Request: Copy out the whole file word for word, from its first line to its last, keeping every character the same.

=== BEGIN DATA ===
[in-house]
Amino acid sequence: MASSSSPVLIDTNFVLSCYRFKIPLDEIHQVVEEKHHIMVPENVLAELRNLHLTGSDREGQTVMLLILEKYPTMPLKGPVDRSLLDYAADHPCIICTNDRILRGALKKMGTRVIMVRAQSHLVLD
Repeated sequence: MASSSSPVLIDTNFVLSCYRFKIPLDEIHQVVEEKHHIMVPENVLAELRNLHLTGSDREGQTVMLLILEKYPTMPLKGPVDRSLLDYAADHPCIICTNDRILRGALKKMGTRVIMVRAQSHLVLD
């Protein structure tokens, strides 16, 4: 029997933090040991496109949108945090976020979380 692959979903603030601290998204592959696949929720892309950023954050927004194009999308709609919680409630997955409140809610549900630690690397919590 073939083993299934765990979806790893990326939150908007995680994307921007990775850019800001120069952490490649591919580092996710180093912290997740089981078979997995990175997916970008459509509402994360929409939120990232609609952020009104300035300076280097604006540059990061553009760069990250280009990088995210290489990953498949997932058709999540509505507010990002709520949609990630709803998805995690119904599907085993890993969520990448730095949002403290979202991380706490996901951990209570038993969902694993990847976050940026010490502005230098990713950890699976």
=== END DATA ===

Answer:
[in-house]
Amino acid sequence: MASSSSPVLIDTNFVLSCYRFKIPLDEIHQVVEEKHHIMVPENVLAELRNLHLTGSDREGQTVMLLILEKYPTMPLKGPVDRSLLDYAADHPCIICTNDRILRGALKKMGTRVIMVRAQSHLVLD
Repeated sequence: MASSSSPVLIDTNFVLSCYRFKIPLDEIHQVVEEKHHIMVPENVLAELRNLHLTGSDREGQTVMLLILEKYPTMPLKGPVDRSLLDYAADHPCIICTNDRILRGALKKMGTRVIMVRAQSHLVLD
């Protein structure tokens, strides 16, 4: 029997933090040991496109949108945090976020979380 692959979903603030601290998204592959696949929720892309950023954050927004194009999308709609919680409630997955409140809610549900630690690397919590 073939083993299934765990979806790893990326939150908007995680994307921007990775850019800001120069952490490649591919580092996710180093912290997740089981078979997995990175997916970008459509509402994360929409939120990232609609952020009104300035300076280097604006540059990061553009760069990250280009990088995210290489990953498949997932058709999540509505507010990002709520949609990630709803998805995690119904599907085993890993969520990448730095949002403290979202991380706490996901951990209570038993969902694993990847976050940026010490502005230098990713950890699976």